Really, what can you say? This was just one of those games where you have no choice but to shake your head, acknowledge the supremacy of the Miami Heat, and move on. This was the kind of game that reminds you why the Heat are the reigning NBA champs, and why LeBron James is head and shoulders above everyone else in the league. It is the kind of game that reminds us that as the Pacers are, they don't stand a chance if the Heat play like this. Actually, neither does San Antonio or Memphis. This is the kind of game that, if you are a Pacers fan, you hope was an anomaly rather than the Heat finally clicking in these playoffs.
The final score of 114-96, strangely, makes the game seem closer than it actually was. The Heat pounded the ball to LeBron in the post, and he went to work on Paul George. The rest of the team didn't do enough to help him, and LeBron either scored at will (en route to a modest 22 points) or passed it off to open teammates.
The Pacers have had no problem with letting LeBron beat them, but tonight it was the role players that stepped up BIG. Udonis Haslem, in particular, came out of nowhere to hit 8 of 9 shots for 17 points, many of them coming on semi-contested jumpers from the kick out. D-Wade escaped suspension with that elbow to Lance Stephenson's head, and hurt the Pacers some more with 18 points and 8 assists, his best game in quite some time. Chris Bost hit a couple of threes and scored 15, and Mario Chalmers gave George Hill problems by driving into the lane and finishing with 14. Chris Andersen still hasn't missed from the field — he had 9 points on 4-4 shooting, but at least he missed a free throw.
The Heat were up 70-56 at the half against the best defensive team in the NBA. The Pacers didn't have a good defensive game, but when this team gives up 70 points you know the Heat are just too good. The Heat only had one turnover (ONE!) in the entire first half.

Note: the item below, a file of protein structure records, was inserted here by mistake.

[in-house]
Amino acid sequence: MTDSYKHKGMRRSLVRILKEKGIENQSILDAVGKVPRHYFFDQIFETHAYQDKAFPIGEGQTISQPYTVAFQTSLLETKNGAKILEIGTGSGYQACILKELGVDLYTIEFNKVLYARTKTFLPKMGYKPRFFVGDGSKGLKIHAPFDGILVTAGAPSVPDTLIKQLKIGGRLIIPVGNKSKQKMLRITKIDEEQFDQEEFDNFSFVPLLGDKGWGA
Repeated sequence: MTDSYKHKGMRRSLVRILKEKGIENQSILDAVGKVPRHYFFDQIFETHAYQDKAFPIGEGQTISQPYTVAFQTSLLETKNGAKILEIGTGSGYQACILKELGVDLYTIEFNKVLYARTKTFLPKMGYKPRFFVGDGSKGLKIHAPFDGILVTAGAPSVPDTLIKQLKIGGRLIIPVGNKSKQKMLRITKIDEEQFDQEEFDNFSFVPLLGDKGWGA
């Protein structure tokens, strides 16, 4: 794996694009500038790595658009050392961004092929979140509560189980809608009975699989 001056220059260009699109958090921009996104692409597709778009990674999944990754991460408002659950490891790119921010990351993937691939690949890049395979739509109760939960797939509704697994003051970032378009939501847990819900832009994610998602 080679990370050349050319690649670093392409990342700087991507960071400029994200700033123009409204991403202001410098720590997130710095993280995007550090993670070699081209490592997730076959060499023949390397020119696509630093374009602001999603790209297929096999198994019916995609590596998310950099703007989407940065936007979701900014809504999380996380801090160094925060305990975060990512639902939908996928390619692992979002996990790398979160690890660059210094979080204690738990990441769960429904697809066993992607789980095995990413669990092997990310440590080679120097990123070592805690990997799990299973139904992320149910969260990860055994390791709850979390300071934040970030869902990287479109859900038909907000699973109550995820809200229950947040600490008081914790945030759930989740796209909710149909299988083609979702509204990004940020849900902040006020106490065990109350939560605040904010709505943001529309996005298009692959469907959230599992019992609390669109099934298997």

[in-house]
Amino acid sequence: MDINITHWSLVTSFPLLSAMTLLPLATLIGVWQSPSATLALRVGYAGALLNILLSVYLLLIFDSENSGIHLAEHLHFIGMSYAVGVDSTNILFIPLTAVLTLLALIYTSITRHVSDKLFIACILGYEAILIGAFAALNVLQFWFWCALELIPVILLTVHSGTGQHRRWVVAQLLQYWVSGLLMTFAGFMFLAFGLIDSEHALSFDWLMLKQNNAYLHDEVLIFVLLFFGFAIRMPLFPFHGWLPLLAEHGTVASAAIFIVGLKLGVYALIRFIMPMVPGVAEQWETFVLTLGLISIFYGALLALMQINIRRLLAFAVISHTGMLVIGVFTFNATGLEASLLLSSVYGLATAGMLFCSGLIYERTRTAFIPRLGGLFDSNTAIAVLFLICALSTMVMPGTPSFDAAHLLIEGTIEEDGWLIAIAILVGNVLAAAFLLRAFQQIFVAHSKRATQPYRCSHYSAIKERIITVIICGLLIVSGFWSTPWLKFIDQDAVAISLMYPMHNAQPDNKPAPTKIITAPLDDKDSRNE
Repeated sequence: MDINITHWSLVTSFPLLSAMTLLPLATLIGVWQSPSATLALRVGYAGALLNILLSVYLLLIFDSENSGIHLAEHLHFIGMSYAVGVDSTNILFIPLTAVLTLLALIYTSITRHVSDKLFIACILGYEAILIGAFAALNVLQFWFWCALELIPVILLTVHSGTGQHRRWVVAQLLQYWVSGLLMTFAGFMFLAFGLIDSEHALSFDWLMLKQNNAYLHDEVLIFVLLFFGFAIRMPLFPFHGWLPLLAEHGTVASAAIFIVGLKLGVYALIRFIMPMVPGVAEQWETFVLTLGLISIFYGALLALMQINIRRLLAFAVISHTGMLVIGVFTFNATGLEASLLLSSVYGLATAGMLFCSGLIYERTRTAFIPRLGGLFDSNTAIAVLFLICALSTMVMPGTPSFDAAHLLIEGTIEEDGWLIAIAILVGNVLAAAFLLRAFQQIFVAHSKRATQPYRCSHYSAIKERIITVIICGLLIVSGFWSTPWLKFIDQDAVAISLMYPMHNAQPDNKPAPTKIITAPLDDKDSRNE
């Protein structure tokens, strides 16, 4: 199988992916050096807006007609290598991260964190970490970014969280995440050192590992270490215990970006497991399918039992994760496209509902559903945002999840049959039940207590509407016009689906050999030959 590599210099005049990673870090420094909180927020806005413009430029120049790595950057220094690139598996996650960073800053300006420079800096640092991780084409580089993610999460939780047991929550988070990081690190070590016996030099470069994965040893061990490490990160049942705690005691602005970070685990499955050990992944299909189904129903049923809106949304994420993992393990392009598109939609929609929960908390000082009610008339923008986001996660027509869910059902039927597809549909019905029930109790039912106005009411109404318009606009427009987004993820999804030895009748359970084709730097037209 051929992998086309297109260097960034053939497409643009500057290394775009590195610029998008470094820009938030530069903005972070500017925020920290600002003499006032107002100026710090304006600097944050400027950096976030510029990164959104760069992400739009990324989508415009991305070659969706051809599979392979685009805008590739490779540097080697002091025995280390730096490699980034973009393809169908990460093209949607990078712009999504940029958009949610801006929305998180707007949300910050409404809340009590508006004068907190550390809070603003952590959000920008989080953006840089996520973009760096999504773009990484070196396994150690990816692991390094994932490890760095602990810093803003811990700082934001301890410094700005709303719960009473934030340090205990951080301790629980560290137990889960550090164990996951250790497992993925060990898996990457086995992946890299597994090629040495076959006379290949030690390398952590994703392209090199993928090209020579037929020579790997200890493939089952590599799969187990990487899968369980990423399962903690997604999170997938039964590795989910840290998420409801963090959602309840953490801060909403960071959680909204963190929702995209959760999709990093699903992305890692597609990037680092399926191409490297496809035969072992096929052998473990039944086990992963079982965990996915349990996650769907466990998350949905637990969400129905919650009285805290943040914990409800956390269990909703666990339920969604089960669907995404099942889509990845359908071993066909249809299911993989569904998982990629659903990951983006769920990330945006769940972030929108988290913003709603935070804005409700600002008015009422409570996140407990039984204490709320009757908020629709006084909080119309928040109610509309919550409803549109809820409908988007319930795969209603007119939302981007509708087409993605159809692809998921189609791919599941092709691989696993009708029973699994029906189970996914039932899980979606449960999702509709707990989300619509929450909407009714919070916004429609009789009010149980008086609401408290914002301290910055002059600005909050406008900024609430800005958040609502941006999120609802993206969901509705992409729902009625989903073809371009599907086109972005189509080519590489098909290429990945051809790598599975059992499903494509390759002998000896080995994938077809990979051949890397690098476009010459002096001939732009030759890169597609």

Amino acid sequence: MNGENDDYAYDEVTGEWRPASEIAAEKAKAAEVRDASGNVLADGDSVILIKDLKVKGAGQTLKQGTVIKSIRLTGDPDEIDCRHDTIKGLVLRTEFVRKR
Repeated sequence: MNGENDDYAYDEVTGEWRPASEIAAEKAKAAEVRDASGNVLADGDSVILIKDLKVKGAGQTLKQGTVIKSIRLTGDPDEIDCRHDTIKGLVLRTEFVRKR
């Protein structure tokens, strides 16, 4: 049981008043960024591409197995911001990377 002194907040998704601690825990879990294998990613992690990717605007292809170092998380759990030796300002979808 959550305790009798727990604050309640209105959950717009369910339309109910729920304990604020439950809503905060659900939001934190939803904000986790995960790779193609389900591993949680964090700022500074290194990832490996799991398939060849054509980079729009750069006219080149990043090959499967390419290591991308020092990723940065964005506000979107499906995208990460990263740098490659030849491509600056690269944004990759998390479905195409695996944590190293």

The Pacers used some hustle and energy to get as close as 7 in the third quarter, but any hope of a comeback was fool's hope. The Heat toyed with the Pacers down the stretch and things got so bad that Frank Vogel pulled the plug and emptied the bench with the Pacers down by about 13-15 points with 3 minutes to go — which I thought was not an impossible lead to overcome, but given the circumstances it was probably the best thing to do.
David West was strong for the Pacers with 21 points, while Roy Hibbert continued his inside dominance with 20 points and 17 rebounds. It was Paul George who struggled the most, finishing with 13 points on 3-10 shooting. He did have 8 assists but also 5 turnovers. It was a reminder that, young fella, you're not quite there yet.
George Hill had a solid 19, but Stephenson continued to struggle with just 7. And the bench provided almost nothing.
As I said, if you are a Pacers fan you have to hope that this was a once off thing where everything just clicked for the Heat. And you have to hope that it's a good thing because it will help elevate the Pacers in the next game, a game they cannot afford to lose if they still want a shot at winning the series (winning 2 in a row against Miami is hard enough; 3 in a row would be impossible). I mentioned after game 2 that at some point in this series the role players for the Heat will step up. They did that in game 3, and it will be up to the Pacers that this doesn't happen again in game 4. Maybe it's a good thing that it happened relatively early, because it will give the Pacers more time to adjust.
I've said all along that to win this series, the Pacers need to be at their best and hope that the Heat are not. if Miami can keep playing at this level it won't matter how good the Pacers play.